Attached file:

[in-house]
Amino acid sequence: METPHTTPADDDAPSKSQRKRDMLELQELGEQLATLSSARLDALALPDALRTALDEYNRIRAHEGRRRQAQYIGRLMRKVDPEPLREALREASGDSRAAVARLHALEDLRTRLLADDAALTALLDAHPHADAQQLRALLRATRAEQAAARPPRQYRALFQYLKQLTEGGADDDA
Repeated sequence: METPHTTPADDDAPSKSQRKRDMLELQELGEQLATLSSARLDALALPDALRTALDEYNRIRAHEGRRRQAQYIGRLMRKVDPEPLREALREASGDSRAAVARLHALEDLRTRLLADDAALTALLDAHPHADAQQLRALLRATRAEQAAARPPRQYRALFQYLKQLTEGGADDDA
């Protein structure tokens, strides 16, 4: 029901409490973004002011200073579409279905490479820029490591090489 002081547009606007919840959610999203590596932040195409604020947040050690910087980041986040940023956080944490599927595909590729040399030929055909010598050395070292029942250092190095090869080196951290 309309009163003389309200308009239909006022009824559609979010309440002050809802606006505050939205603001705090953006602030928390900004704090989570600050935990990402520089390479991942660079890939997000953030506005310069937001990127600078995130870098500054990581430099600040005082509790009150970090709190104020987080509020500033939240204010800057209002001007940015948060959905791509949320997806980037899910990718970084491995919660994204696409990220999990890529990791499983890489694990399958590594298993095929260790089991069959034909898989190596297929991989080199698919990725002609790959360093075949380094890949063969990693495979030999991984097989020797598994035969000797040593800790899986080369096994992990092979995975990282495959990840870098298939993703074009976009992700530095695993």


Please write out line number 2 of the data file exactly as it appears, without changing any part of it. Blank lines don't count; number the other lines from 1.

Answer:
Amino acid sequence: METPHTTPADDDAPSKSQRKRDMLELQELGEQLATLSSARLDALALPDALRTALDEYNRIRAHEGRRRQAQYIGRLMRKVDPEPLREALREASGDSRAAVARLHALEDLRTRLLADDAALTALLDAHPHADAQQLRALLRATRAEQAAARPPRQYRALFQYLKQLTEGGADDDA